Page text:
A Pocklington-based venture has received a massive cash boost from the Heritage Lottery Fund.
The vision to reunite Pocklington’s Burnby Hall building with the adjoining garden and visitor facilities took a step closer with the confirmation that the Burnby Hall Gardens and Stewarts Museum Trust has been granted £53,500 by the Heritage Lottery Fund’s Resilient Heritage programme to support a feasibility study into the project.
The gardens trust first approached East Riding of Yorkshire Council in 2017 to discuss the possibility of taking over Burnby Hall and developing it into a community and heritage centre alongside the famous gardens.
The council, which currently uses the hall building as social work offices, agreed to investigate a community asset transfer arrangement, subject to it being proved to be financially sustainable.
This led to an HLF application to the resilient heritage programme; and the grant will now see heritage consultants appointed to survey the building, consult with key individuals and organisations, and produce a detailed report and recommendations on the structure, management and viability of the project.
Paul Lee, chairman of the Burnby Hall Gardens and Stewarts Museum trustees, said: “This is really great news, but is just the first step along a long road. We have to prove that Burnby Hall can be a profitable facility, and the feasibility study is pivotal to demonstrating that.
“It would be brilliant to reunite Burnby Hall and the gardens. We believe the hall can be transformed into something really special for Pocklington, and become a focal point for community and visitor activities.
“It’s an ambitious plan that has already taken a lot of work and cooperation, which will need to continue if it is to become a reality.”
At the centre of the vision is the creation of a museum and heritage centre that could keep the recent archaeological finds from Burnby Lane and The Mile in the town.
Another key aim is to make greater use of the current community hall on the end of the building, and develop it into an improved venue for conferences, weddings, meetings and functions.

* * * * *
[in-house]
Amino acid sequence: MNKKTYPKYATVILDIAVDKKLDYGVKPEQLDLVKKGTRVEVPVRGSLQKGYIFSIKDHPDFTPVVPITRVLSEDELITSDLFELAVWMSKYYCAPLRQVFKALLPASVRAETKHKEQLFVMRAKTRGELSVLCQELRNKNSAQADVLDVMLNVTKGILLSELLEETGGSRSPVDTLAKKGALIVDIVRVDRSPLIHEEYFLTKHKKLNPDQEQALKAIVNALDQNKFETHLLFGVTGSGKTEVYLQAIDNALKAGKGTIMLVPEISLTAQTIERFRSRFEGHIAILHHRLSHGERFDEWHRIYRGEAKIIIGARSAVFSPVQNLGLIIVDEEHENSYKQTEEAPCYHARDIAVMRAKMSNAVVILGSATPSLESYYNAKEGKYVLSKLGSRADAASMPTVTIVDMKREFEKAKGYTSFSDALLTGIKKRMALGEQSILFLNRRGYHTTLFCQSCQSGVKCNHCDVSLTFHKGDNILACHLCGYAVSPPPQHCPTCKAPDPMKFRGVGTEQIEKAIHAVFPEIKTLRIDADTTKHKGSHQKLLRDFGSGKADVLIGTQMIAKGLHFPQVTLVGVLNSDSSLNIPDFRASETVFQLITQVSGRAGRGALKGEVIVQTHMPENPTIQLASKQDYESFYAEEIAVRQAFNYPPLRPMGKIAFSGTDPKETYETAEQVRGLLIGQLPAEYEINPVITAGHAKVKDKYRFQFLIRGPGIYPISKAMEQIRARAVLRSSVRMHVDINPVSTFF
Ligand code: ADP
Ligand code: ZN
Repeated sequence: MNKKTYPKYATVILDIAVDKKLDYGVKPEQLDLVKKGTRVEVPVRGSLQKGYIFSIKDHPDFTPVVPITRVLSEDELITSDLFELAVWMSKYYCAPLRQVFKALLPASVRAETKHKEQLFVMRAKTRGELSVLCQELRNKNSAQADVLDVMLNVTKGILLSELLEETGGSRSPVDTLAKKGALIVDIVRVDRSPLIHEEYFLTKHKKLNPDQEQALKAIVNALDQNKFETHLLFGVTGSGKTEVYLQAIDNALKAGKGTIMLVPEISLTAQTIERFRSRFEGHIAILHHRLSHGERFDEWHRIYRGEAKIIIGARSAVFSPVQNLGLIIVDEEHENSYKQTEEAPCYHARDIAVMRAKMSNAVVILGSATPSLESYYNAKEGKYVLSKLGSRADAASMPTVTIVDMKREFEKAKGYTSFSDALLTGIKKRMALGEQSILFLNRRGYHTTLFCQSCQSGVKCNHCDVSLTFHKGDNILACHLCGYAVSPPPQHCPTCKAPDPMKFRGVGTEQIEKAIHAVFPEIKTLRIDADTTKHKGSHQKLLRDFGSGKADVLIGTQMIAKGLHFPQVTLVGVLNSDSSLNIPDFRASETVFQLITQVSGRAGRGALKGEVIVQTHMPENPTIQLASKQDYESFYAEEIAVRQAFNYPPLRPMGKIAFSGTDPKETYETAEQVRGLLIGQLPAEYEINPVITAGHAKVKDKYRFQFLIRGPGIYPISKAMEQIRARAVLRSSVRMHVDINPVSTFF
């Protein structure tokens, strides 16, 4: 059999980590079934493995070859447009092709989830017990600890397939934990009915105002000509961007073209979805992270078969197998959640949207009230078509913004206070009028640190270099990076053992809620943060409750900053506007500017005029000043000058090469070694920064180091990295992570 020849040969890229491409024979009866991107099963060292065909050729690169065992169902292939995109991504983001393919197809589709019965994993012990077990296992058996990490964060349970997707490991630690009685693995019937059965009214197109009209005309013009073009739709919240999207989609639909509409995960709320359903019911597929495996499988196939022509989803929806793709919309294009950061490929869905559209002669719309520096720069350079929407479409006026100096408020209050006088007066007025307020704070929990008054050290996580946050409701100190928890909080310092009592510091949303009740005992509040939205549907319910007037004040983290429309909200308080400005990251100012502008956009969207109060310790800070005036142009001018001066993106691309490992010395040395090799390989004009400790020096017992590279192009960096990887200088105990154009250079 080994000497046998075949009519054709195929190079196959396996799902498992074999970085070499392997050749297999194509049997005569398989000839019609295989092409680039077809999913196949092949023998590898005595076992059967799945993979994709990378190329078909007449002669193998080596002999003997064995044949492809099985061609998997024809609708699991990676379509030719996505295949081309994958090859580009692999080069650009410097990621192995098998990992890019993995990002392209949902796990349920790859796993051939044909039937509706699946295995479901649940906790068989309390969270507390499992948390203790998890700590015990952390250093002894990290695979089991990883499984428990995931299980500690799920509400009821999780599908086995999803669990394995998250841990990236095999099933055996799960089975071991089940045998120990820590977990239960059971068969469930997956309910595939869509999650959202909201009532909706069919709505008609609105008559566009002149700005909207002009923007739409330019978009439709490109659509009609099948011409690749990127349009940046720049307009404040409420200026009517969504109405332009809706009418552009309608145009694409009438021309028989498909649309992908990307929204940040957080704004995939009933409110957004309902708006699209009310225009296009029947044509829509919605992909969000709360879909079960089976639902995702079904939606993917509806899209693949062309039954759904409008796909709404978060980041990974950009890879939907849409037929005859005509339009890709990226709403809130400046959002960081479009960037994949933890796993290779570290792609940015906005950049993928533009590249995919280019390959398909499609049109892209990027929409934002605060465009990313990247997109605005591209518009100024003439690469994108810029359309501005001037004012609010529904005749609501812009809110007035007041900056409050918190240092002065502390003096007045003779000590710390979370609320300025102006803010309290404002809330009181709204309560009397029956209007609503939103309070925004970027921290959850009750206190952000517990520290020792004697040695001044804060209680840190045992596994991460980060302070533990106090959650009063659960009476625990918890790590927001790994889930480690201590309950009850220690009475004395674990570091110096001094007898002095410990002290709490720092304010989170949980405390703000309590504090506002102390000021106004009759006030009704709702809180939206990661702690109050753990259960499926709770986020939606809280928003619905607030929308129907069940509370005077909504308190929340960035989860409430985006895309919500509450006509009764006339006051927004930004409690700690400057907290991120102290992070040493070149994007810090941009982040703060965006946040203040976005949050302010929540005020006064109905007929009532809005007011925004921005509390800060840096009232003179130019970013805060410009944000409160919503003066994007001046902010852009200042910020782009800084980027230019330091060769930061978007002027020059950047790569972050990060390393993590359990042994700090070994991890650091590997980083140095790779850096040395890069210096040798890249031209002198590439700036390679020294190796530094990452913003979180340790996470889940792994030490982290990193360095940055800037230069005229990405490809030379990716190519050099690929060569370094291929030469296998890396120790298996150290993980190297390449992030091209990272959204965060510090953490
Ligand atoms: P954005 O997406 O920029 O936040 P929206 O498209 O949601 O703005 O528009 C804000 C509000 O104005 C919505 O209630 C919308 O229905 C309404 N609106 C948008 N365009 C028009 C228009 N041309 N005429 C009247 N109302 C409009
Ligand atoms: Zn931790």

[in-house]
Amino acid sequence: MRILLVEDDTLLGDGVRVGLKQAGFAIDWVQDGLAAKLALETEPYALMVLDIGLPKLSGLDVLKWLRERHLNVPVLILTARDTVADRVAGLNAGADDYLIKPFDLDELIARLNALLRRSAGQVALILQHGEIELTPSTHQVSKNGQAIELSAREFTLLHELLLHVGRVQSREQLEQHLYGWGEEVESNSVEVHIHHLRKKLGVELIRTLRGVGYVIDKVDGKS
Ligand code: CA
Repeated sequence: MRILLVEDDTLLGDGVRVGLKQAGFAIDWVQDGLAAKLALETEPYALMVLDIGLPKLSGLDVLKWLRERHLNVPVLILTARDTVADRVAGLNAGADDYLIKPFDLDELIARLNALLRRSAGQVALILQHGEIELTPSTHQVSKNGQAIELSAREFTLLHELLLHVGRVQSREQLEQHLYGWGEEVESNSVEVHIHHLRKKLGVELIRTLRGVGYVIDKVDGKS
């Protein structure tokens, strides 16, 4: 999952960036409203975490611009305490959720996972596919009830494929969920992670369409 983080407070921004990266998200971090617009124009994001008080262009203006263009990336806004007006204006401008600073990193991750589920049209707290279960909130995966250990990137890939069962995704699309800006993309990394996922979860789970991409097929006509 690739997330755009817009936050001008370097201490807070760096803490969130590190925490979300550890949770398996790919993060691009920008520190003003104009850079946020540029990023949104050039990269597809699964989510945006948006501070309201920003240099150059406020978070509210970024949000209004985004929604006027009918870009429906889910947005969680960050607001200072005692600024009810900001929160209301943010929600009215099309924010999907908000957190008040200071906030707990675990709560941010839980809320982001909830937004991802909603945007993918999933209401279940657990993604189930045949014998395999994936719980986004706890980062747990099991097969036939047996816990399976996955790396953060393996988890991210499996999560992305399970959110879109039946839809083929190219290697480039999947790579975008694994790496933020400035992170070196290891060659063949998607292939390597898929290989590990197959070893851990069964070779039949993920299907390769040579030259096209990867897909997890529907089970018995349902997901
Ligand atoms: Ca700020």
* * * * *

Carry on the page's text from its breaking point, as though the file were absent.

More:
In the first half of the 20th century Major and Mrs Stewart turned Burnby Hall and its grounds from a modest home on the edge of Pocklington into an impressive country house, garden and lakeland estate.
After the Major’s death in 1962 the gardens were taken on by the trust and developed into the popular attraction which current receives over 50,000 visitors a year.
The house was bought by Pocklington Rural District Council and converted into its headquarters, before being inherited by subsequent unitary authorities.
Mr Lee added: “We’ve had excellent support from East Riding council, and from David Wilson Homes and Persimmon Homes, who currently own the archaeological finds.
“The Heritage Lottery Fund has now recognised the exciting possibilities of our project and we are determined to take it forward.”
The Gardens Trust has been working in conjunction with Phil Gilbank and the Pocklington Heritage Partnership for over a year to investigate keeping the recent Iron Age and Saxon finds in the town.
The partnership wants to go further and create a heritage centre that tells the story of all eras of Pocklington, the surrounding district and the Wolds for visitors and locals, including schoolchildren.
To achieve this will require the creation of an accredited museum, capable of showcasing and preserving such internationally important artefacts.
It is hoped that the feasibility study will be completed before the end of the year, and that it will facilitate the next stage towards developing and funding the project.